While Call of Duty Wiki:Granularity does not specify it, the concept of characters or places being mentioned is considered to be acceptable based off Call of Duty Wiki: Character rules. We have references to Erwin Rommel, Hitler and Valentina. Well, if we have an article for Valentina, why not have an article for sniper's family and dog as well, since they're all mentioned? The characters apparently don't have to be in the game, and often the person doing the mentioning is considered non-notable.

In a discussion with Chiafriend, I raised the point that if someone mentioned that he came from New York city, does that mean we write an article about New York? If someone's favorite food was Cheerios, do we write an article about Cheerios? If someone skipped school to watch Joe DiMaggio play baseball, do we write an article about DiMaggio or even baseball?

Question: Should we write articles for topics that are only briefly mentioned?

Note for discussion Edit

This isn't a poll. This is an open discussion on the intricacies of a policy and how we can improve the policy and the wiki in general. I'm not calling a vote; only to see what editors felt about working within the bounds of Granularity.

I'm looking for something beyond a single "Yes/No" answer. I'd like to see the logic and reasoning for both sides to gain a better understanding of how we have established the status quo.

Please feel free to make references to the scenario or any other situations you are aware of and would like to raise.

Discuss belowEdit

Question: Do we strive to create articles for topics that only have a background appearance?

Absolutely not. 100% agreement.

Question: Should we strive to create comprehensive articles for historical figures, even though ample information about them can be found elsewhere?

No. However, I think having small articles about key figures or figures specifically referenced is alright. Also, the way you worded that question is extremely biased, per "even though ample information about them can be found elsewhere."

Question: Should we document every technical aspect of firearms, vehicles and other equipment featured in the game?

No, but we don't currently do that. I think we've struck a good balance, but we do need to better define what real world information makes it into the articles and how it is implemented.

Question: Should we include topics that are indirectly associated with a COD-related topic?

Hell no. Maybe there are some exceptions, but I can't think of any offhand.

Question: Should we write articles for topics that are only briefly mentioned?

I do sort of disagree with you here. You use the "slippery slope" argument. Topics that are only briefly mentioned can still have a large impact on the game. Hitler is an obvious example of this. However, the Valentina article is absurd.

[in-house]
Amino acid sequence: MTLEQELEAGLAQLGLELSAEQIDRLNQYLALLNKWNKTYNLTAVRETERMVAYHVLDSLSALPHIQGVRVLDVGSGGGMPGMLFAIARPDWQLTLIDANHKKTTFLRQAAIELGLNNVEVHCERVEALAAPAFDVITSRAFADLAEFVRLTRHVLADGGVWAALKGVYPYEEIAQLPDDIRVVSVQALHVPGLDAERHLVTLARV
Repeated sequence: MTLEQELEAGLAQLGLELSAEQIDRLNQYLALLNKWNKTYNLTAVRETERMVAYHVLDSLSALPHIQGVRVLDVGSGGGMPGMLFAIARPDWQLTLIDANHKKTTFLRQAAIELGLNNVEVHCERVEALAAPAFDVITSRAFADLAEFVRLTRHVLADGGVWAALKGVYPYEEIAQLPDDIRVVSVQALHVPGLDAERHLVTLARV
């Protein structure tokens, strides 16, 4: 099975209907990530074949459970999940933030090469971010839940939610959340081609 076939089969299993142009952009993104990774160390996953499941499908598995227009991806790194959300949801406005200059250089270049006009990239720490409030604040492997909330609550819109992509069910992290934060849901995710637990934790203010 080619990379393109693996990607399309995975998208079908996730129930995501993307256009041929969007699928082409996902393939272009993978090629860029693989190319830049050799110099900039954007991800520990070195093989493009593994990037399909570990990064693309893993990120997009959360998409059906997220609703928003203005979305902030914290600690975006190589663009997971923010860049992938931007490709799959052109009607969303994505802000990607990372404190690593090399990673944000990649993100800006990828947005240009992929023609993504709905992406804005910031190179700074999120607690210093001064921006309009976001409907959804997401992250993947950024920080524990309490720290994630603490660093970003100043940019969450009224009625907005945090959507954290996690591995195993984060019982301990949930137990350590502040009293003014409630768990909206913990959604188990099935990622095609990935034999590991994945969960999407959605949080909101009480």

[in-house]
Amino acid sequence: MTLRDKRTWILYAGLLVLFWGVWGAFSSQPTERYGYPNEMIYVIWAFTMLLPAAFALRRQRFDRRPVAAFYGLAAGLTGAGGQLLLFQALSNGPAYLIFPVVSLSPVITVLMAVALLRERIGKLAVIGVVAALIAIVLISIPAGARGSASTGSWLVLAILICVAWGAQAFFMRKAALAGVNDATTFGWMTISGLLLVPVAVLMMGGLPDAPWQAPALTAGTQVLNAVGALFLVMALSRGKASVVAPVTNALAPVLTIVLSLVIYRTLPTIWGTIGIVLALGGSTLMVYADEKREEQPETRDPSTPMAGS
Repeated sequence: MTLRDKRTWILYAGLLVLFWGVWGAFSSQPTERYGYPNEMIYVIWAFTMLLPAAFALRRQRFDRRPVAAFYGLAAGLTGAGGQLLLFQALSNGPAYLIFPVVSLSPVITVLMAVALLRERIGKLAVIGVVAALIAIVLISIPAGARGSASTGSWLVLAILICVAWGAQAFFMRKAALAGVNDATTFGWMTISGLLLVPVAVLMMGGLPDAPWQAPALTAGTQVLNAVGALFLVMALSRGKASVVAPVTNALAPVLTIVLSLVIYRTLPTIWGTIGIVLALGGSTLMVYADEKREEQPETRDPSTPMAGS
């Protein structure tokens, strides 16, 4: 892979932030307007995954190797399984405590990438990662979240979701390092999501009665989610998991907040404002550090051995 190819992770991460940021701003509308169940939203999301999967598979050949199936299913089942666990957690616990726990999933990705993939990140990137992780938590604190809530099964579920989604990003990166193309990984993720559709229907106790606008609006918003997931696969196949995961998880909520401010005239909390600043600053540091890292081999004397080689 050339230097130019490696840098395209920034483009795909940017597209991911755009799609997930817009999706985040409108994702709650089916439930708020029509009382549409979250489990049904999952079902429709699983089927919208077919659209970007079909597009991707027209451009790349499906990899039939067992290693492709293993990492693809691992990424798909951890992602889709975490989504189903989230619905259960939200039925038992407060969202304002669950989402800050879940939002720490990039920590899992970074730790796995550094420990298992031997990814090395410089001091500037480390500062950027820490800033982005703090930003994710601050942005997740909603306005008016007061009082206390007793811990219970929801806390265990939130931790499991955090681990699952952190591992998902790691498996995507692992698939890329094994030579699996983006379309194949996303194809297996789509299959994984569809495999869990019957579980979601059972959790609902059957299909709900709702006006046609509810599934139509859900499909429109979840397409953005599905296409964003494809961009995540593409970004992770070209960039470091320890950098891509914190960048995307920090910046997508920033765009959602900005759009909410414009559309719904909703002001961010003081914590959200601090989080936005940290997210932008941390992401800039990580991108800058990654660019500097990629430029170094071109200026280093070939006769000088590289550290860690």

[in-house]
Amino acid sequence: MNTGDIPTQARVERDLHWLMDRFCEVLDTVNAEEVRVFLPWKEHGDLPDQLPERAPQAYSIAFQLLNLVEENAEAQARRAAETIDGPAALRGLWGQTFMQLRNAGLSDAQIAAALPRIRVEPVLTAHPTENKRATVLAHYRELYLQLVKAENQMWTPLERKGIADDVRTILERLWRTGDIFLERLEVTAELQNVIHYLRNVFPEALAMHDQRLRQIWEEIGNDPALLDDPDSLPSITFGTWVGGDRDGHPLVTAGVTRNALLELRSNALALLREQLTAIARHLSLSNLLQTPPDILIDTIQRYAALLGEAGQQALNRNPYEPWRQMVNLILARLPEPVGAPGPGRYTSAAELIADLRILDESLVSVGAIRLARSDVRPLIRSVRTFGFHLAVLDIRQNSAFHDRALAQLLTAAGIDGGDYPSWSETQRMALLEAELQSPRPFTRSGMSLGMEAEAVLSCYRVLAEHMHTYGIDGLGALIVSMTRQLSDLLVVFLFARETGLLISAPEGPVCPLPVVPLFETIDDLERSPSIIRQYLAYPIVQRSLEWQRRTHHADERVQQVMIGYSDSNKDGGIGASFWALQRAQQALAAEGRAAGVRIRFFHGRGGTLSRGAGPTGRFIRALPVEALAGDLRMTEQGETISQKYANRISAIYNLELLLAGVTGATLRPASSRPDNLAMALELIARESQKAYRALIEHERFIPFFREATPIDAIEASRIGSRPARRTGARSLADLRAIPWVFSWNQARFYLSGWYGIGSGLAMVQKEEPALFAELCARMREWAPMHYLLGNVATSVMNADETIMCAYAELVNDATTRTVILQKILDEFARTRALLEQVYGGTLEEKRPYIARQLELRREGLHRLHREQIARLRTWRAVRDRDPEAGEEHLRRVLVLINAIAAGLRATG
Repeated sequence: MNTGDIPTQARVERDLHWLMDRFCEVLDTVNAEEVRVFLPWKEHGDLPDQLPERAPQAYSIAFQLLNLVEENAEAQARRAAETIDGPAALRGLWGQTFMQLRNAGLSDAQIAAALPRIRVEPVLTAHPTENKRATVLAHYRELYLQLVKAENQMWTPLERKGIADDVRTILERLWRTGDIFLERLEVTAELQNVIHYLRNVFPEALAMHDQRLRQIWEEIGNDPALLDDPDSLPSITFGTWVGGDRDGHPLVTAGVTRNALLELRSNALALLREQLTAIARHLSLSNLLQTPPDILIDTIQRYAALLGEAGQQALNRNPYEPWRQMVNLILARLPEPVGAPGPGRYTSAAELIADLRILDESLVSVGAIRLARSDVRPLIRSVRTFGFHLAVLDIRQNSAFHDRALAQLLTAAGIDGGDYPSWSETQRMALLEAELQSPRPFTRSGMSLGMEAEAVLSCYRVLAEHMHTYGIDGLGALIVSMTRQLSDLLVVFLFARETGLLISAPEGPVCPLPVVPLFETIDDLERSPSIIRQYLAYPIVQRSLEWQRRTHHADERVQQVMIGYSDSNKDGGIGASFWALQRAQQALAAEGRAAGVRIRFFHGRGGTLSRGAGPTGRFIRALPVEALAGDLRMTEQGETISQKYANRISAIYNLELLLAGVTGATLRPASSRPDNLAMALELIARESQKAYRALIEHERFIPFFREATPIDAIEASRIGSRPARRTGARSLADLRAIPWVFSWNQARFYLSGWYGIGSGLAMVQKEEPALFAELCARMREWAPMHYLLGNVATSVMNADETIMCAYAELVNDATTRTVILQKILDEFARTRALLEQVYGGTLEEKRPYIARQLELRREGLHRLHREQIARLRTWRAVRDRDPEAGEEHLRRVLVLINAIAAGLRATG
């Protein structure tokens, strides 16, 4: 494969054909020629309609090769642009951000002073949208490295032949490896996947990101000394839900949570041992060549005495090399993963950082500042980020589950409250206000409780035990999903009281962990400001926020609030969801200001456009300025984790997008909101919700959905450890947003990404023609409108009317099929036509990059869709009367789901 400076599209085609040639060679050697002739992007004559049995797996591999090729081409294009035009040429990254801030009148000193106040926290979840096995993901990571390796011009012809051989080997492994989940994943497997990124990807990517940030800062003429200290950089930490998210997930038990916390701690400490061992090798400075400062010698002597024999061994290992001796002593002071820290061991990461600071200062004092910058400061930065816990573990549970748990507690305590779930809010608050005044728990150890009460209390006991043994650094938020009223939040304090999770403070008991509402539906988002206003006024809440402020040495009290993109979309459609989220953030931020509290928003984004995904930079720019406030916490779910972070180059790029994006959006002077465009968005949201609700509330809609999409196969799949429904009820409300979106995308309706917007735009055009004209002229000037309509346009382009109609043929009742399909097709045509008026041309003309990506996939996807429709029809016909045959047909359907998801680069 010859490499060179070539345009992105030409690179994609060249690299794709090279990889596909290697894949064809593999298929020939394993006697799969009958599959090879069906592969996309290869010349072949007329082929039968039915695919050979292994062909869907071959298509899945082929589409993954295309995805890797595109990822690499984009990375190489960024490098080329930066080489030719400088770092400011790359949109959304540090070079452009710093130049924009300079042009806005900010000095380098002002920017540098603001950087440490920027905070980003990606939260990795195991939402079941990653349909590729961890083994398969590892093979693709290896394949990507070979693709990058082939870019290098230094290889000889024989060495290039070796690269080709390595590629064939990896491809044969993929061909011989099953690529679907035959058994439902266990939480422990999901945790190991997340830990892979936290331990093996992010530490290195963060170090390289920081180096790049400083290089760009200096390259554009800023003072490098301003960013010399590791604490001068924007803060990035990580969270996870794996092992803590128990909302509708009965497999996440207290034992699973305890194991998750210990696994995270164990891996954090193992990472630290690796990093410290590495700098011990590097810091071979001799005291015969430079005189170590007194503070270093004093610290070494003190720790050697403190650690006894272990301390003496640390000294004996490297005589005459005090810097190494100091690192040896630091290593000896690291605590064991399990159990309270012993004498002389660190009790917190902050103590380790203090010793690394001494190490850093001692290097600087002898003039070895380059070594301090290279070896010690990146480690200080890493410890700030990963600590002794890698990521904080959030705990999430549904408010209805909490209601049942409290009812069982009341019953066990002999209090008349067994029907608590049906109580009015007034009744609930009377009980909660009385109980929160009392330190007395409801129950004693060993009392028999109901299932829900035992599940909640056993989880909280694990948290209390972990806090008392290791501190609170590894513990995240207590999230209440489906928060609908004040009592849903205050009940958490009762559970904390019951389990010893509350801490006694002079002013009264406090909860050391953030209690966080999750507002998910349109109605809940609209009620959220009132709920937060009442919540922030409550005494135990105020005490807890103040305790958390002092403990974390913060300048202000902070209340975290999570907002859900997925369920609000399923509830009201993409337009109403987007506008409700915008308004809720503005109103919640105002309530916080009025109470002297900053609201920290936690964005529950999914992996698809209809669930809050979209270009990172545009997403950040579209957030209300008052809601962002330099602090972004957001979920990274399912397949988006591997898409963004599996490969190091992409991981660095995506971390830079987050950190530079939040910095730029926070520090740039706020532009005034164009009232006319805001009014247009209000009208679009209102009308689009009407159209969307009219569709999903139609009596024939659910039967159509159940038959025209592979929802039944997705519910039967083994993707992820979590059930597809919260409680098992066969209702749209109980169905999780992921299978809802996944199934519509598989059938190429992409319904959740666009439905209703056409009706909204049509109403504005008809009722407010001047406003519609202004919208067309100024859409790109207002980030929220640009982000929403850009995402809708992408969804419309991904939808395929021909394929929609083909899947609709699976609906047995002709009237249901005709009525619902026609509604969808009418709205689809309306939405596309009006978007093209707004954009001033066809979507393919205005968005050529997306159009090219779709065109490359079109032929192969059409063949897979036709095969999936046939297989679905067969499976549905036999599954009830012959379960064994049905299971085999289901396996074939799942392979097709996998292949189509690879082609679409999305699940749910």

Overall I agree with most of your views, and I definitely agree that the current granularity policy is overkill and needs to be seriously revised. Imrlybord7 07:24, February 27, 2010 (UTC)

Oh, and as a side note, I think that once the policy is revised we will still need to go through article by article and choose what stays and what goes. For example, I strongly support keeping the Dead Cows article, as they appear quite often as a running gag in CoD games. (Impersonal) You might say something like, "Well, walls are featured a lot, too. Should we have an article on them?" Of course not. Walls are normal day-to-day objects. Dead cows? Not really. And no, please do not bring up burgers or other beef products as arguments that they are normal day-to-day objects. Imrlybord7 07:35, February 27, 2010 (UTC)
Thanks for the input. It was helpful to differentiate between what would be acceptable and what wouldn't. In response to your comment about technical information, we do have a few articles primarily related to real-world firearms, including ammunition, bullpup and certain others that I can't recall. --Scottie theNerd 08:59, February 27, 2010 (UTC)
I am aware of that. However, to say that we have been documenting "every technical aspect of firearms, vehicles and other equipment featured in the game" is a gross over-exaggeration. But yes, I definitely think that articles which are featured in the CoD wiki that cannot be expanded beyond whatever wikipedia has should be removed. For example, in our M4A1 article, we obviously mention all of its stats in Call of Duty games, which Wikipedia does not. However, in our bullpup article, there is nothing we can include that you wouldn't find on Wikipedia. Actually, now that I think about it, I will amend my answer on historical figures. They should not get articles unless they actually influence the events of a CoD game in some way. If they don't have said influence, there is nothing we can add that Wikipedia won't already have. Imrlybord7 09:32, February 27, 2010 (UTC)